Platform for painting

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i had my stairs ceiling and walls to paint and did not want to use ladders with scaffold planks across, so I made a 2 legged table to straddle 2 stairs for a flat platform to set my ladder on! I have felt really comfortable using this platform, much nicer than the tight rope scafford planks!!
 

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It seems like a lot of effort for not much return...you can't reach much higher with that than if you stood on the stairs themselves.
 
I am able to place the ladder on the platform, with the top of the ladder resting on the left hand side of the wall.
It made the painting much easier for me!
 
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Ah, I see. I somehow doubt it would pass current safety at work standards though... The lip you have added round two edges serves no use at all, does it? It certainly won't prevent the ladder coming off.
 
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Ah, I see. I somehow doubt it would pass current safety at work standards though... The lip you have added round two edges serves no use at all, does it? It certainly won't prevent the ladder coming off.

I don't need it to pass any health and safety,it is for my own personal use in my own home! I have found the lip to be fine, I have spent the last 2 days up and down the ladder and it has not moved at all.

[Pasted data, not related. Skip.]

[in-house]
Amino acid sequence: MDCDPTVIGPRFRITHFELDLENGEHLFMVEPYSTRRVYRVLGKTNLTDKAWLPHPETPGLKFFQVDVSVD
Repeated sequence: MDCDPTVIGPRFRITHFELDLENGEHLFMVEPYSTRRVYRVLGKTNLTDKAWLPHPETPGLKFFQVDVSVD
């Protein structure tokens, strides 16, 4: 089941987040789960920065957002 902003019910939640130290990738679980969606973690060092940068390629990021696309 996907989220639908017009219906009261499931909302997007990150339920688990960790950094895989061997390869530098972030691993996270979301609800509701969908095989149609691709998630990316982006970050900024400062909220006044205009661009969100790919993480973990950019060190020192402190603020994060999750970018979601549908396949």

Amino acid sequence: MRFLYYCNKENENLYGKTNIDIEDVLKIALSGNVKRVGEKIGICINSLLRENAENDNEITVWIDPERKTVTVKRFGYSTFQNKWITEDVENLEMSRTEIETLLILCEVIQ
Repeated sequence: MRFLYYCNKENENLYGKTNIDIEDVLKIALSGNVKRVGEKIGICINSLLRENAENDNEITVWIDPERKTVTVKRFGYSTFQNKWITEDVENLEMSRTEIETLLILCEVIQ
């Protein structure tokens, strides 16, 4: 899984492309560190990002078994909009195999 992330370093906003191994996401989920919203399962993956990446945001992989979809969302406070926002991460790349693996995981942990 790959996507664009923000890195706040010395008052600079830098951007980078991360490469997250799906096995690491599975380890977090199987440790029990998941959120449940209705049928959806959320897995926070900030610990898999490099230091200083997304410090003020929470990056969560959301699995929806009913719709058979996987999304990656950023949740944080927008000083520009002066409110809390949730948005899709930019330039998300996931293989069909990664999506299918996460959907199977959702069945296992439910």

I am a bit of a loss as to which way you are pitching the ladder, is the heel of the ladder being secured by the stairs if so why need the platform?

If the heel is just resting on the Platform the opposite way the platform is unsecure and could move thus being dangerous.
 
I am a bit of a loss as to which way you are pitching the ladder, is the heel of the ladder being secured by the stairs if so why need the platform?

If the heel is just resting on the Platform the opposite way the platform is unsecure and could move thus being dangerous.

I have taken the platform down for the week end, but just placed it back together so I could take this photo. I have been using it like this but with the ladder extended fully.
I have also screwed the platform to the stair tread, so no movement :)
 

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By screwing down the platform should stop it from moving, but you have no protection from "kick back" if the heel of the ladder slips.

By using this basic DIY safety device on top of the platform this would reduce the problem of the heel of the ladder moving, a useful tool for LOW LEVEL maintenance work off a ladder indoors and out ( no requirement to tie off the base of the ladder) useful for decorating/window cleaning purposes.

RojakStopper5.jpg
 
I don't see where everyone's confusion has come from - this kind of platform has been around for a long time. It isn't very practical for the professional decorator (and certainly wouldn't meet H&S standards) as the measurements of treads and risers on other staircases will vary, meaning the platform will not fit/be safe to use on other jobs. For a DIY'er in their own home, who doesn't have access to scaffold boards, it would prove more practical and also easier for family members to use the stairs. The only issue there would be is the ladder tipping sideways down the stairs, but as long as the platform is level and secure, and by following general ladder safety rules, everything should be fine.
I like what you've done, and I think your whole point in posting was to show other DIYer's a simple way of accessing a hard to reach area. :)
 
I agree with above ^^^^
The problem I do see is that the Ladder could be a bit steep when working on it taking into account of the width of the stair from wall to stair rail, and care should be taken to stop it slipping sideways by not over reaching when working on the ladder.